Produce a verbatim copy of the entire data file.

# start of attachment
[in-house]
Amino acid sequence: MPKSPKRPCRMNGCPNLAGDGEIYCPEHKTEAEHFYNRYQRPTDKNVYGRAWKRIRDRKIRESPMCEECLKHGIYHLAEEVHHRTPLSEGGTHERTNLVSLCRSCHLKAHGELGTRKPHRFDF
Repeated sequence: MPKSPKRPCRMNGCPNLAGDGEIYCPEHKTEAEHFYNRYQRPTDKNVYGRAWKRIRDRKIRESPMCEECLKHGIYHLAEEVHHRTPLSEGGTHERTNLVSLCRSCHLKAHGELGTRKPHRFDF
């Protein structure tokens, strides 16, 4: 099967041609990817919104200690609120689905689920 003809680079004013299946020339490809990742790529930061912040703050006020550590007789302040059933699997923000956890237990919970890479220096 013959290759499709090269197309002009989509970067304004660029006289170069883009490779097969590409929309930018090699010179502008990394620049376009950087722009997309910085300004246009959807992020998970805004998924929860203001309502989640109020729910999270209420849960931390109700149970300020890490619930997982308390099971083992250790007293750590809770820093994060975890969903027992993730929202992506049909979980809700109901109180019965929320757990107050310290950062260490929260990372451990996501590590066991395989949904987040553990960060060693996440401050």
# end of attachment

[in-house]
Amino acid sequence: MPKSPKRPCRMNGCPNLAGDGEIYCPEHKTEAEHFYNRYQRPTDKNVYGRAWKRIRDRKIRESPMCEECLKHGIYHLAEEVHHRTPLSEGGTHERTNLVSLCRSCHLKAHGELGTRKPHRFDF
Repeated sequence: MPKSPKRPCRMNGCPNLAGDGEIYCPEHKTEAEHFYNRYQRPTDKNVYGRAWKRIRDRKIRESPMCEECLKHGIYHLAEEVHHRTPLSEGGTHERTNLVSLCRSCHLKAHGELGTRKPHRFDF
């Protein structure tokens, strides 16, 4: 099967041609990817919104200690609120689905689920 003809680079004013299946020339490809990742790529930061912040703050006020550590007789302040059933699997923000956890237990919970890479220096 013959290759499709090269197309002009989509970067304004660029006289170069883009490779097969590409929309930018090699010179502008990394620049376009950087722009997309910085300004246009959807992020998970805004998924929860203001309502989640109020729910999270209420849960931390109700149970300020890490619930997982308390099971083992250790007293750590809770820093994060975890969903027992993730929202992506049909979980809700109901109180019965929320757990107050310290950062260490929260990372451990996501590590066991395989949904987040553990960060060693996440401050």